Long and Strong . . .

If you have one of these on your car - go to a mirror, make a
face like you smell rotten milk and dog poop, shake your head
slowly from side to side and just stare at yourself. I'll wait.
Well, well, well. 13 weeks of Go Run Wichita's Start 2 Finish program later and I can look you square in the eye and say "Yeah, I have run 13.22 miles. And it was not that horrible."

This is not where I say something as cliche as "If I can do it - YOU can do it" (although I did once crack myself up by looking at our HR person and saying "If I can do it - YOU can lower our health insurance premiums.") but this is where I say what I've said for weeks . . . if you set a goal and have a support system and a training plan a half marathon is TOTALLY doable (presuming you don't have health issues, a baby in your belly, some failing knees or some weak-assed kicks). I won't bore you with too much of the details but I will say this - I spent 2 hours and 56 minutes running on Saturday morning and I covered more distance than I ever have before in less time than it took me to do 11 miles or 12 miles. Why? How? I have to presume it is because I've been training.

I have kept notes of my every run (there are even embarrassing videos I've shot where I talk to the camera/myself with useful tips ranging from what color combos of t-shirts and shorts I think I look best in to how to I can best approach (strategically) the 1st and Oliver red light for a break or to not have to stop - depending on how I'm feeling to why my calves hurt after some runs and not others (hint: at the time I truly believed peanut consumption had something to do with it)) and I've not missed a single scheduled work out and I've talked to friends who are runners/athletes (two things I'll never claim to be) for advice and thoughts and suggestions and I've gotten to know Kevin with GoRun Wichita and a few folks with the marathon itself, etc. I've approached this running "thing" as I did school or starting a new job or trying to woo a woman (without overtly staring at her pretty face and errant lipstick on her teeth) and tried to learn.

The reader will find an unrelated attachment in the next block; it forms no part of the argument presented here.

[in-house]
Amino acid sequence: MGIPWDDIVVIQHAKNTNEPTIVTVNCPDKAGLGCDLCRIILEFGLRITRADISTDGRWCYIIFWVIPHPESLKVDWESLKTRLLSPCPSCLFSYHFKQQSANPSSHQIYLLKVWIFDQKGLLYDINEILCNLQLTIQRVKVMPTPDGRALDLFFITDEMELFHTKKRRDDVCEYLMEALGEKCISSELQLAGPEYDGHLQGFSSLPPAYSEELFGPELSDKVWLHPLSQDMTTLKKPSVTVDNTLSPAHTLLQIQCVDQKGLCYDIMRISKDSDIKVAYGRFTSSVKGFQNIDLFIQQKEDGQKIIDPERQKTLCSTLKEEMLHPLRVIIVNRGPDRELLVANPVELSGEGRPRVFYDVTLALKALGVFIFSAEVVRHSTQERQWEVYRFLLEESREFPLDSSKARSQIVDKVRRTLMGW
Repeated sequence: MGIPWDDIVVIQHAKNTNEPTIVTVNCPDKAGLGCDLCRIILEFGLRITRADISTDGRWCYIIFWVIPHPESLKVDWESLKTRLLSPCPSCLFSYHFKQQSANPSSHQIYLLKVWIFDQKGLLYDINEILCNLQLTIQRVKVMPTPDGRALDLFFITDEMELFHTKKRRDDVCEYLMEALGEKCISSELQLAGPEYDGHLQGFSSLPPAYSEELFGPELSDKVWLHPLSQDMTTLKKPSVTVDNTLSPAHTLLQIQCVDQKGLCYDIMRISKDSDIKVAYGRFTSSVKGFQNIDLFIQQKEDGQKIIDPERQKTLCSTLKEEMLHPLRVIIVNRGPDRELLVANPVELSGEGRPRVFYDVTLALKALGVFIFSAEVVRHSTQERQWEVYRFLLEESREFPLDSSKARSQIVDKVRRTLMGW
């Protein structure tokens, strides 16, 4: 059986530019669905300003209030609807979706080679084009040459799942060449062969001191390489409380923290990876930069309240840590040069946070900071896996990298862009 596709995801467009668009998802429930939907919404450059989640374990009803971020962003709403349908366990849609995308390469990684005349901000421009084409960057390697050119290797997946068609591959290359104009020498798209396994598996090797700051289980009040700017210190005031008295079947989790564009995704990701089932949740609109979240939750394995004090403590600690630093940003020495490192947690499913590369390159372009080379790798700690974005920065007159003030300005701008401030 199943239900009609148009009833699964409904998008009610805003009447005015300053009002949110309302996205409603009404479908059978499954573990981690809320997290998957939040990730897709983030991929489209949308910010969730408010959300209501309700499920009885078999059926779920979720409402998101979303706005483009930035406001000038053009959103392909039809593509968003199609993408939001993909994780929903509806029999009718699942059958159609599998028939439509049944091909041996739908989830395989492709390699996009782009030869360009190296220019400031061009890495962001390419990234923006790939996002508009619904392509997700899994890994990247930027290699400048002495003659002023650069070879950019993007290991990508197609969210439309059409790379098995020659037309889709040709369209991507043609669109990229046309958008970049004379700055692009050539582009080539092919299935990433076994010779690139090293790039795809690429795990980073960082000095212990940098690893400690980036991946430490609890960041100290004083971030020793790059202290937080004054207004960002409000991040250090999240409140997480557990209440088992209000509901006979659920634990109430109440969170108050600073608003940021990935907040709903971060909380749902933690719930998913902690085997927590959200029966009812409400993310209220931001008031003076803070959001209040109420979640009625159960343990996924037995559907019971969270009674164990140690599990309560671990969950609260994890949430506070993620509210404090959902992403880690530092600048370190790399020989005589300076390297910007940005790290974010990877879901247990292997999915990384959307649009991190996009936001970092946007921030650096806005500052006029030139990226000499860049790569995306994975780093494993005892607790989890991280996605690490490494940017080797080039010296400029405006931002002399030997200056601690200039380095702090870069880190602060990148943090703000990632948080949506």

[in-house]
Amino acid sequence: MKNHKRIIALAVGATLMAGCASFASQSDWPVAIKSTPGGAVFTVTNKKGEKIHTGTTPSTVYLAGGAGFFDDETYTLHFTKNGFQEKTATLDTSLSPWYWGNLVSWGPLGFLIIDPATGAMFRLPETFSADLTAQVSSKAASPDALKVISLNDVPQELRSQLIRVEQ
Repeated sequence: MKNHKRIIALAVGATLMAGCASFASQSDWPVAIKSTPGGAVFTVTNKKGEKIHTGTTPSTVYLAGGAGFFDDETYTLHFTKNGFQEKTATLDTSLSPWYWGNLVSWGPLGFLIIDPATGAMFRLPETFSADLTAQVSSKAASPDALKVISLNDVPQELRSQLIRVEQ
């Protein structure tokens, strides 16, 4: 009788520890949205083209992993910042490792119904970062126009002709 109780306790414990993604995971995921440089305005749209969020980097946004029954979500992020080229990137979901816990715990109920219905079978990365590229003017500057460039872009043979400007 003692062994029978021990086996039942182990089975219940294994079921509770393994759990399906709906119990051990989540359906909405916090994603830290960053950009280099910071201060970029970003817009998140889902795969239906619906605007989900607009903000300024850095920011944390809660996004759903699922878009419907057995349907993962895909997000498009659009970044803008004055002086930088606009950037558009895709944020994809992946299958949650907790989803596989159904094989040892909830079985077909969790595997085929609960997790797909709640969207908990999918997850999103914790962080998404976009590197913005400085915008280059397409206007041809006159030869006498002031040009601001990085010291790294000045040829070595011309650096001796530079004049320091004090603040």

Simple things:

  1. Hydration and food along the run (you're NOT living until you jog a 14:30 page past a woman who is doing a solid 8:00 mile with a packet of peanut butter in one hand and a water bottle filled with Dt. Mtn Dew - a little jolt of caffeine - in the other).
  2. Walking for just under .1 miles every 2.75 miles so my calves stay calm for the duration.
  3. Mapping out the route and driving it ahead of time to ensure there are sidewalks or broad shoulders.
  4. A playlist that features nothing but runable stuff with a beat that pushes you to go faster vs. slower.
  5. Polyester wicking clothing. I'm kidding. I hate that stuff. 
  6. Gold Bond spray powder. That special tingle that will likely only ever be appreciated by the morbidly obese runner you hope and pray you never become.  
  7. People mean well when they encourage you later in the run but screaming "Look the other f*cking way, assh*le." to the bicyclist with the LED headlight on his helmet that wants to look you in the eye/blind you while chatting you up at 5:30 AM CT is totally acceptable. It is. I promise. 
  8. When you can barely walk and your seven year old helps you off the couch two hours after a run and remarks "I don't get it. You are getting skinnier - why can't you stand up?" you are best off just saying "I don't know, kiddo." 
  9. Cross training and rest days are every bit as important as running workouts. Don't skip or cheat either.
  10. Chik-fil-a ownership is small minded on social issues but their diet lemonade is the greatest reward for a well-done "long run" on the open market today.

And there have been lessons along the way that all combined to making this week's run super, super scary and super, super doable. More important? I've still got 38 days to get ready (stronger, faster, more prepared) for the REAL 13.1 mile run I'm training for and there is NO CHANCE it will be nearly as hot or humid that day as it was Saturday (insert evil laughter here).